I do have an incredible coach who has both pushed me and given me perspective, but I believe we’re a team, along with the other awesome people in my CrossFit classes. It’s a contract. I show up, try not to whine or be negative, I’m honest with how I’m feeling, I compete only with myself, and I give my best effort. I’ve found a balance between my marathon training plan (5x/week) and the core strength and cross training I get from CrossFit (4x/week). I’ve even reached the point where I can deviate a bit from my plan when I get too tired or sore. I’m empowering me. I am the only one who can be consistent and dedicated to the person I’m becoming. No one can give that desire to me. If I want to be better tomorrow, I have to train today. And training is just trying. When I don’t want to workout, I think about what I’m training for. It’s not really this list of races. It’s not to have a different body or reach a certain weight. It’s because I’m proving to myself that I can do what only felt like a dream before. Running especially has given me the opportunity to get to my guts – an intimacy with myself. No one can fake out a 20 mile run. When it’s just me out there for hours, there aren’t any gels or gadgets or coaches or tricks that can finish for me. I have to be smart about how I train so I’m prepared and then I have to find the raw will power to ask myself to be more than I was before. Stronger, faster, happier, wiser, more thoughtful… and when I’ve pushed my body to a new level, I am humbled. There is no room for snarky out there. Gossip, appearance, anxiety all become laughable. Same is true for an intense CrossFit WOD. I think about Aurelia and the example I want to be for her. I think about the person I used to be and the one I reach for. I think about how incredibly lucky I am to be able to be in motion. Everything slows down out there. Life stops passing me by. I become present and very aware of what matters most.

I’m rambling. This is not what this post was supposed to be. I’m not really sure what this blog is supposed to be anymore. But it’s good to have a record. It’s good to say what I can and remember that this is a process. Looking at the races below blows my mind. I couldn’t do some of them today, but with the right preparation and determination, I will. Isn’t that a marvelous thing?!

An internet friend recently said, “In all matters there is a shallow and a profound perspective, including life itself. Do you live for yourself alone, or for a greater purpose and value? It is easy to live thinking only of oneself, but to live for a great ideal requires steadfast commitment and courage.

Weekend Dinner: Balsamic Roast Beef, Cauliflower and Herbed Barley Salad, Roasted Sweet Potatoes and Beets

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This was a lovely dinner. Simple roasted vegetables. Hearty grain. Melt in your mouth beef.

Balsamic Roast Beef
Adapted from Add a Pinch

Ingredients
1 3-4 pound boneless roast beef (chuck or round roast)
1 cup beef (or chicken or veg) broth
1/2 cup balsamic vinegar
1 Tbs Worcestershire sauce
1 Tbs soy sauce
1 Tbs honey
1/2 tsp red pepper flakes
6 cloves garlic, chopped

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Instructions
Place roast beef into the insert of your slow cooker. In a 2-cup measuring cup, mix together all remaining ingredients. Pour over roast beef, cover with lid, and cook for 4 hours on high or 6-8 hours on low. Once roast beef has cooked, remove from slow cooker with tongs onto a cutting board. Break apart lightly with two forks, put into a serving dish and then ladle about 1/2 cup of cooking juices from the slow cooker over roast beef.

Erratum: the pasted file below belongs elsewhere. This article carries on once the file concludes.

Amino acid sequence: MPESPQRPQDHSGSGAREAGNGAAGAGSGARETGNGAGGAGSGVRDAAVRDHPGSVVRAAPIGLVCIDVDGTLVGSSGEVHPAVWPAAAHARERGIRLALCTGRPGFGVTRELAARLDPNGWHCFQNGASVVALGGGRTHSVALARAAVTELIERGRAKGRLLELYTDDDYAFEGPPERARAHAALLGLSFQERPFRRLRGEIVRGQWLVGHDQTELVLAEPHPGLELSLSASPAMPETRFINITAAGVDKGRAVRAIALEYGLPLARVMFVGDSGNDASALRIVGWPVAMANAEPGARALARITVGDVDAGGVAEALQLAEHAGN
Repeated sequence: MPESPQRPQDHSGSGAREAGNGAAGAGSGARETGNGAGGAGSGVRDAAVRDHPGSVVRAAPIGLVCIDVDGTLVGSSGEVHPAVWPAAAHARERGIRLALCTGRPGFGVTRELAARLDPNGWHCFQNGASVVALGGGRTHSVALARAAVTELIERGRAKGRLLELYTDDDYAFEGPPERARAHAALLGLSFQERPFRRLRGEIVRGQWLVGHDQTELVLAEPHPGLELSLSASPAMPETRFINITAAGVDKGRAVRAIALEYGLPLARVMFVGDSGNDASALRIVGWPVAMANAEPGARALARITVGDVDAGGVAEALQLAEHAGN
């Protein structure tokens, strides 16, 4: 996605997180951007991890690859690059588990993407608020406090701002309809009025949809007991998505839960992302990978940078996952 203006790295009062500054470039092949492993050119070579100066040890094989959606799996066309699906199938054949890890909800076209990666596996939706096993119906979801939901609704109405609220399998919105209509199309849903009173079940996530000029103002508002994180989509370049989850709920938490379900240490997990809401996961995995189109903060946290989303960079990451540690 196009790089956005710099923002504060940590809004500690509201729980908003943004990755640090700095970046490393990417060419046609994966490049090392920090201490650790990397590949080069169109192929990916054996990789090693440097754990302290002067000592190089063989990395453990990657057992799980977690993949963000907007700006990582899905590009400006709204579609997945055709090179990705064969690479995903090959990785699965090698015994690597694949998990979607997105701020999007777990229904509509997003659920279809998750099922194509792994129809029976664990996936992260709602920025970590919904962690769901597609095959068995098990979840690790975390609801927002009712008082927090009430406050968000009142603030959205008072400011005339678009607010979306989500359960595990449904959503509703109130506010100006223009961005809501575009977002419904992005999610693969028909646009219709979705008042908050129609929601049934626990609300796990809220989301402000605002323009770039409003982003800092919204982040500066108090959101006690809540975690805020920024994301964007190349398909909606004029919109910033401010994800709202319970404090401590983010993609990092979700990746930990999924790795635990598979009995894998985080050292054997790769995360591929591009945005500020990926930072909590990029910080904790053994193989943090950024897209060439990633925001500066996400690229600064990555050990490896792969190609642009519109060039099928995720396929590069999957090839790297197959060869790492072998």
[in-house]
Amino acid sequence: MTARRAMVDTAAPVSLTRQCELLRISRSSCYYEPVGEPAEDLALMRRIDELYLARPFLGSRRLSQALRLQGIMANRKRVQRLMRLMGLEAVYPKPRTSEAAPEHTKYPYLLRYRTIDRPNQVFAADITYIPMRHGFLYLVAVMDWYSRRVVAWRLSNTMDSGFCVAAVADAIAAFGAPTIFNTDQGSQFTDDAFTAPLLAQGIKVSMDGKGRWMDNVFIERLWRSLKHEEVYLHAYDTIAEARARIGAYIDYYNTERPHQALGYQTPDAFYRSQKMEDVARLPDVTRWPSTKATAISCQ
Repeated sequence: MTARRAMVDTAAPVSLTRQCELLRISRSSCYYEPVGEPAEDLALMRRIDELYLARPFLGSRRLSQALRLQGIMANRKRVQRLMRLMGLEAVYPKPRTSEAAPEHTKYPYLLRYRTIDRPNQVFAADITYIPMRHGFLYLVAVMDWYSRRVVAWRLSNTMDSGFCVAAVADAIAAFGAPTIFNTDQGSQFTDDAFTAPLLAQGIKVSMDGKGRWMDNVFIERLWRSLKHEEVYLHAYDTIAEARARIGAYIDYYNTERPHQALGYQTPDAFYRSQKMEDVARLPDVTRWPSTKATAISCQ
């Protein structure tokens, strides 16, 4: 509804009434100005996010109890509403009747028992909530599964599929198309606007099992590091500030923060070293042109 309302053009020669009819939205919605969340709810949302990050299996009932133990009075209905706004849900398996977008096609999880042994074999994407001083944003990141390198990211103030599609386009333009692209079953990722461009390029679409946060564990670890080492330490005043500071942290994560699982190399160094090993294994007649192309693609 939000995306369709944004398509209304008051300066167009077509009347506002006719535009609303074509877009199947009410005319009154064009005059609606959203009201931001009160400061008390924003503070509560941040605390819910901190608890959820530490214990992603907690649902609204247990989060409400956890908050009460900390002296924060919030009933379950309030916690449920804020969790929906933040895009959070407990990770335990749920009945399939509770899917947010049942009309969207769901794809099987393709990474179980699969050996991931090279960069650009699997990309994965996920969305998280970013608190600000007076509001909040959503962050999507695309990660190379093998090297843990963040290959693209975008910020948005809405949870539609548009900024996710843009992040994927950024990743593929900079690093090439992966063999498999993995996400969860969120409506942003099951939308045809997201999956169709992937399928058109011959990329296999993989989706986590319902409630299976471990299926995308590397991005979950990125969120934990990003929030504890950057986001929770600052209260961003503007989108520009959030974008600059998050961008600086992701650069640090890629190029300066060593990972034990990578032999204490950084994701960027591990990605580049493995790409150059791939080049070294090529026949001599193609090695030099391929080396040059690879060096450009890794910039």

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BONUS! Onion Butternut Beef Soup
With all the remaining glorious cooking liquid remaining in the slow cooker, make an onion soup! Add in a chopped, caramelized onion, a couple cups of water, and 2 cups chopped winter squash. Cook on low again in the slow cooker for 4-6 hours. There will be a lot of fat in the broth from the beef, so I let the soup cook completely in the fridge and them remove the solidified layer of fat from the top before reheating and serving. Makes great lunch.

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Warm Cauliflower and Herbed Barley Salad
Adapted from Bon Appétit, March 2013

Ingredients
1/2 cup pearled barley
Kosher salt
1/4 cup lemon juice
2 tsp Dijon mustard
1/4 cup olive oil
Freshly ground black pepper
1 head cauliflower, cut into florets
1 15-ounce can white or butter beans, rinsed (or I used 1.5 cups cooked lentils)
1/2 cup flat-leaf parsley leaves, divided (or 2 Tbs dried parsley)

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Instructions
Place barley in a large saucepan; add water to cover by 2″. Season with salt. Bring to a boil and cook until tender, 30-40 minutes. Drain; run under cold water. Set aside. Meanwhile, whisk lemon juice, Dijon mustard, and oil in a medium bowl until emulsified. Season dressing with salt and pepper; set aside. Heat remaining 1 tablespoon oil in a large skillet over medium heat. Add cauliflower; cook, turning occasionally, until browned in spots, 10-12 minutes. Add 2 tablespoons water, cover, and cook until just tender, about 3 minutes longer. Season with salt and pepper. Transfer cauliflower to a large bowl; add beans, parsley, reserved barley, and the dressing. Toss to coat and serve warm.

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Roasted Sweet Potatoes and Beets - same ol’ simple way

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All together now! Lovely dinner. Great leftovers.